Despite a weak start to the second quarter, gold and gold stocks are still outperforming other major financial assets on a year-to-date basis.
The yellow metal has had a much better 2022 compared to risk assets like stocks and junk bonds, with gold prices essentially flat year to date, compared to losses of 19% and 9%, respectively, in the S&P 500 and the Bloomberg High Yield Bond Index.
With such a strong relative performance, then, why hasn’t the precious metal attracted more interest among safety-oriented investors? My answer is that gold’s failure to overcome the August 2020 record high at $2,063 an ounce during the last major rally was a psychological blow to the “gold bugs.”
Gold’s March 8 closing high at $2,047 came just a few dollars shy of the all-time peak and likely undermined the confidence of the bulls. It would certainly explain the metal’s disappointing performance in the last nine weeks.
More than any single short-term factor, however, rising interest rates have taken a lot of wind out of gold’s sails. You could argue that the huge rally in the U.S. 10-year Treasury yield, from 1.8% to as high as 3.1% last week, since early March was simply too much for non-yielding bullion to compete with. Thus, income-focused investors have had every incentive to look beyond gold to the bond market.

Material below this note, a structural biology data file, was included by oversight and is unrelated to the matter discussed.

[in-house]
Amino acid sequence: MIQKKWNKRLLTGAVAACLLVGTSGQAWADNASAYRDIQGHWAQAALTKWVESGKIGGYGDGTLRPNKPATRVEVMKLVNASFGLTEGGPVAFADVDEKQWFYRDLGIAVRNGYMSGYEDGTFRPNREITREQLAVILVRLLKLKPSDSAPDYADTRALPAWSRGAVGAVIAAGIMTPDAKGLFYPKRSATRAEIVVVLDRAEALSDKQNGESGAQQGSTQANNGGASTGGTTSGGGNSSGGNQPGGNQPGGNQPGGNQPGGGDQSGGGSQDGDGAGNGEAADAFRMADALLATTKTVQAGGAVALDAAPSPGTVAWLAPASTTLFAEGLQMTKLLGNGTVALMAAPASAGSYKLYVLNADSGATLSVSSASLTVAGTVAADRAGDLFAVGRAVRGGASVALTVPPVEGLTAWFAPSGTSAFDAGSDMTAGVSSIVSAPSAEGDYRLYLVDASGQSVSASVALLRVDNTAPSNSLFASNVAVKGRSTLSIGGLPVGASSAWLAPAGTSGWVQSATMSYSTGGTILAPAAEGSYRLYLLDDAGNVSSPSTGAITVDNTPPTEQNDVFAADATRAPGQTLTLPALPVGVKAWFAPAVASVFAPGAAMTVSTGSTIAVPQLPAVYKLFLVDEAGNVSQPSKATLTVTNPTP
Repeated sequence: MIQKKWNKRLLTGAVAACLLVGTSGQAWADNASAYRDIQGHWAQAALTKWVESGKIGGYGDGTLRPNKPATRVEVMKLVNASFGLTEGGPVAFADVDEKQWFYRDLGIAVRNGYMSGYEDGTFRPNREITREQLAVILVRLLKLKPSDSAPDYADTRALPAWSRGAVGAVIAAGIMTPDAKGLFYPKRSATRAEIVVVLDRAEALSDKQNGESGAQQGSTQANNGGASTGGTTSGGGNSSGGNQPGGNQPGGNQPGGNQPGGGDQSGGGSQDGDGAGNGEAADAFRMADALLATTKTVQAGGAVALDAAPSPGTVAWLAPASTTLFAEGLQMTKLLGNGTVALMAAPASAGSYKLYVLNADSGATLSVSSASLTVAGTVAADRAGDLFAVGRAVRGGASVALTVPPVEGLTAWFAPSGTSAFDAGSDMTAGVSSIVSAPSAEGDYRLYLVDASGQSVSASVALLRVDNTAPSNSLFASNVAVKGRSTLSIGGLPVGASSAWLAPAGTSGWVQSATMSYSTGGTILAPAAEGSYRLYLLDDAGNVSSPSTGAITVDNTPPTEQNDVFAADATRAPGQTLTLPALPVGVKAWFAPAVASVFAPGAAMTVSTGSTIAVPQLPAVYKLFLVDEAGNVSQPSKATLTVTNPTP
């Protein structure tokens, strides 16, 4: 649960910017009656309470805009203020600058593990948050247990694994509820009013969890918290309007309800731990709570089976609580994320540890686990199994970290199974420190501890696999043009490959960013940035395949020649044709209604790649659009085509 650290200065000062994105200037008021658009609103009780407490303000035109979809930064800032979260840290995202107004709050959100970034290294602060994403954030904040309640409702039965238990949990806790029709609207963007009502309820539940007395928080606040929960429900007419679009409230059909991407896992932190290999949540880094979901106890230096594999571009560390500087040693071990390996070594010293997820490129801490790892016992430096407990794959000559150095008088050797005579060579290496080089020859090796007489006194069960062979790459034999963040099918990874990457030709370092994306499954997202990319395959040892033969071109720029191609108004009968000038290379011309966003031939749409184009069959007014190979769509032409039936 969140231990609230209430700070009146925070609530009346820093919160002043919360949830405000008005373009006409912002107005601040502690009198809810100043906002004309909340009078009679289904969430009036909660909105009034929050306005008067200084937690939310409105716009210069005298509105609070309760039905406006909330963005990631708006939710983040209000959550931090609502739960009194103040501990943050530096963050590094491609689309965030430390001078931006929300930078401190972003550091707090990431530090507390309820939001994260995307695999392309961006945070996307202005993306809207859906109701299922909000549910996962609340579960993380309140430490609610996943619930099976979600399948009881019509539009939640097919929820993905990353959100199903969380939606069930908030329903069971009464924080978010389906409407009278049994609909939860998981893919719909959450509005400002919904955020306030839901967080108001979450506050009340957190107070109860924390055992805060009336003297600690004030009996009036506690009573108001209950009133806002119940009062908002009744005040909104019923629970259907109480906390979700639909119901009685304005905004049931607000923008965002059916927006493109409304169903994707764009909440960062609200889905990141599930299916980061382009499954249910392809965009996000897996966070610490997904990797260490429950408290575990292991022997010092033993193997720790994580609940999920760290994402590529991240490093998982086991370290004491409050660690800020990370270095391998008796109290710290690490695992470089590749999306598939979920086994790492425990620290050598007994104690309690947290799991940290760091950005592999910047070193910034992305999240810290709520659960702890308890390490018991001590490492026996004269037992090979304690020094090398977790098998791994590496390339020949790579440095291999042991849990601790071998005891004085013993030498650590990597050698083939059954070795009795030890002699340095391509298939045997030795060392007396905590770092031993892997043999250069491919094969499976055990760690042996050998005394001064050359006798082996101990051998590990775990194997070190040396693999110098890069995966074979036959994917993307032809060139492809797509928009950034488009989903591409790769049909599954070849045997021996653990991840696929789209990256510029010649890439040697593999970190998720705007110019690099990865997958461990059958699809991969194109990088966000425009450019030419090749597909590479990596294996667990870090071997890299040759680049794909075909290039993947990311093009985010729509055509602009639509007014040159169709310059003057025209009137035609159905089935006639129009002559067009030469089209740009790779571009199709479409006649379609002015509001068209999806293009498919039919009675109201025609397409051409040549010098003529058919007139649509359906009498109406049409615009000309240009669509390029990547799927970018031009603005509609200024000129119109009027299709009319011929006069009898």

The chart below provides a succinct picture of gold’s underperformance versus the 10-year yield. Admittedly, it’s not a pretty one.
Keep in mind that the gold versus 10-year yield ratio is one of gold’s most important leading indicators. Historically, gold’s strongest and most durable upside moves have occurred when this ratio is in a rising trend.
Gold Stocks Still a Safe Bet
Ultimately, however, gold is a safety asset and is always in high demand when there’s plenty of uncertainty over the economy and the geopolitical outlook—even when rates are rising. And right now, there’s no shortage of worries on either of those two fronts. Because of this I don’t think you should count gold out just yet.
I would also point out that during the 2003-2007 gold bull run, the metal had to complete with rising Treasury yields. I mention this period since there are so many similarities between then and now (especially rising inflation and the threat of war).
Once the dust settles from the latest stock market sell-off, gold should be able to catch a fresh safety bid, if recent history is any guide. Indeed, gold’s strongest performances of the last two decades have followed the immediate aftermath of bear markets in the major indexes (which the Nasdaq is now in).
Bottom line: The gold bulls should still prevail in spite of rising rates in the intermediate term, though for now the gold market remains too choppy to make any new commitments.
But that could change in a hurry, especially if we get a few more days like May 13, when gold stocks (as measured by the GDX) were up more than 2%. When it does, I will recommend which gold stocks and ETFs to pounce on to my Cabot Sector Xpress Gold & Metals Advisor readers.
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*Editor’s Note: This post was excerpted from the latest issue of Cabot Sector Xpress Gold & Metals Advisor.